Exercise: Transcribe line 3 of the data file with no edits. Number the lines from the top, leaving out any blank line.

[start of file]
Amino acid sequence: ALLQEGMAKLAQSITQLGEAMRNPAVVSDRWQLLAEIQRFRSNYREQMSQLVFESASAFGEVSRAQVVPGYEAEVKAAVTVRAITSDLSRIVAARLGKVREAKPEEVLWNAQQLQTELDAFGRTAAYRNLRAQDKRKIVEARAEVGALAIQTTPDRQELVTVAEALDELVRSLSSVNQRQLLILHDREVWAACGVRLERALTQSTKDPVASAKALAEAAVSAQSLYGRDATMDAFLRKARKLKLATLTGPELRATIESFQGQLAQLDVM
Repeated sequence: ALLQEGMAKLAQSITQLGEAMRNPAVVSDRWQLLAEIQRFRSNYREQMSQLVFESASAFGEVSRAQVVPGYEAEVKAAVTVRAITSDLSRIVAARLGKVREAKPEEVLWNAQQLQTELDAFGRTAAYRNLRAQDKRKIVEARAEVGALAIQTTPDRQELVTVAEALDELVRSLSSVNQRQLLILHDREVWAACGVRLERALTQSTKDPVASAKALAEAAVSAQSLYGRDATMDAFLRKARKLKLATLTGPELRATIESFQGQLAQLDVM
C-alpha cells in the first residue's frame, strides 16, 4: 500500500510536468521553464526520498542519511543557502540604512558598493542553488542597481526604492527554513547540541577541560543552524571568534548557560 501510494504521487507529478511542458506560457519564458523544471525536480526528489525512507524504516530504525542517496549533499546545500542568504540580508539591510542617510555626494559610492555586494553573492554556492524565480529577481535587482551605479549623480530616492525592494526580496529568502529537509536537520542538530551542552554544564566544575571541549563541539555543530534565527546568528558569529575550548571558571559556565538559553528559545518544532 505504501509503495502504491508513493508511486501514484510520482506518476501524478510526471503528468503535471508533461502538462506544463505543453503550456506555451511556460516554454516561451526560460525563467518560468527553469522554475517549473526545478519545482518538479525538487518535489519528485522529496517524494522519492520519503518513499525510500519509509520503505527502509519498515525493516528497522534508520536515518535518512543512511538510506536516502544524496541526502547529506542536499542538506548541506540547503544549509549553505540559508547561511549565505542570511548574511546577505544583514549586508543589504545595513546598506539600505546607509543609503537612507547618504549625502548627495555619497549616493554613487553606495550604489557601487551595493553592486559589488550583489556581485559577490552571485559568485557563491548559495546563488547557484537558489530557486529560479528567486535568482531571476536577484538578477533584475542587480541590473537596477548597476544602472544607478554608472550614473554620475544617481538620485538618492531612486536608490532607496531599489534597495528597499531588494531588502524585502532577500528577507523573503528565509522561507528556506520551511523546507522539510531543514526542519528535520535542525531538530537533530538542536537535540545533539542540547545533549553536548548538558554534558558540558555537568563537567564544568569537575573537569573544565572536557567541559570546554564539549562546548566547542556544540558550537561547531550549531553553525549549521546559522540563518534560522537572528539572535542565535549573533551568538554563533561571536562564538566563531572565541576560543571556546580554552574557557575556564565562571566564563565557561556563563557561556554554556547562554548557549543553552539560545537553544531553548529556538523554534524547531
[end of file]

C-alpha cells in the first residue's frame, strides 16, 4: 500500500510536468521553464526520498542519511543557502540604512558598493542553488542597481526604492527554513547540541577541560543552524571568534548557560 501510494504521487507529478511542458506560457519564458523544471525536480526528489525512507524504516530504525542517496549533499546545500542568504540580508539591510542617510555626494559610492555586494553573492554556492524565480529577481535587482551605479549623480530616492525592494526580496529568502529537509536537520542538530551542552554544564566544575571541549563541539555543530534565527546568528558569529575550548571558571559556565538559553528559545518544532 505504501509503495502504491508513493508511486501514484510520482506518476501524478510526471503528468503535471508533461502538462506544463505543453503550456506555451511556460516554454516561451526560460525563467518560468527553469522554475517549473526545478519545482518538479525538487518535489519528485522529496517524494522519492520519503518513499525510500519509509520503505527502509519498515525493516528497522534508520536515518535518512543512511538510506536516502544524496541526502547529506542536499542538506548541506540547503544549509549553505540559508547561511549565505542570511548574511546577505544583514549586508543589504545595513546598506539600505546607509543609503537612507547618504549625502548627495555619497549616493554613487553606495550604489557601487551595493553592486559589488550583489556581485559577490552571485559568485557563491548559495546563488547557484537558489530557486529560479528567486535568482531571476536577484538578477533584475542587480541590473537596477548597476544602472544607478554608472550614473554620475544617481538620485538618492531612486536608490532607496531599489534597495528597499531588494531588502524585502532577500528577507523573503528565509522561507528556506520551511523546507522539510531543514526542519528535520535542525531538530537533530538542536537535540545533539542540547545533549553536548548538558554534558558540558555537568563537567564544568569537575573537569573544565572536557567541559570546554564539549562546548566547542556544540558550537561547531550549531553553525549549521546559522540563518534560522537572528539572535542565535549573533551568538554563533561571536562564538566563531572565541576560543571556546580554552574557557575556564565562571566564563565557561556563563557561556554554556547562554548557549543553552539560545537553544531553548529556538523554534524547531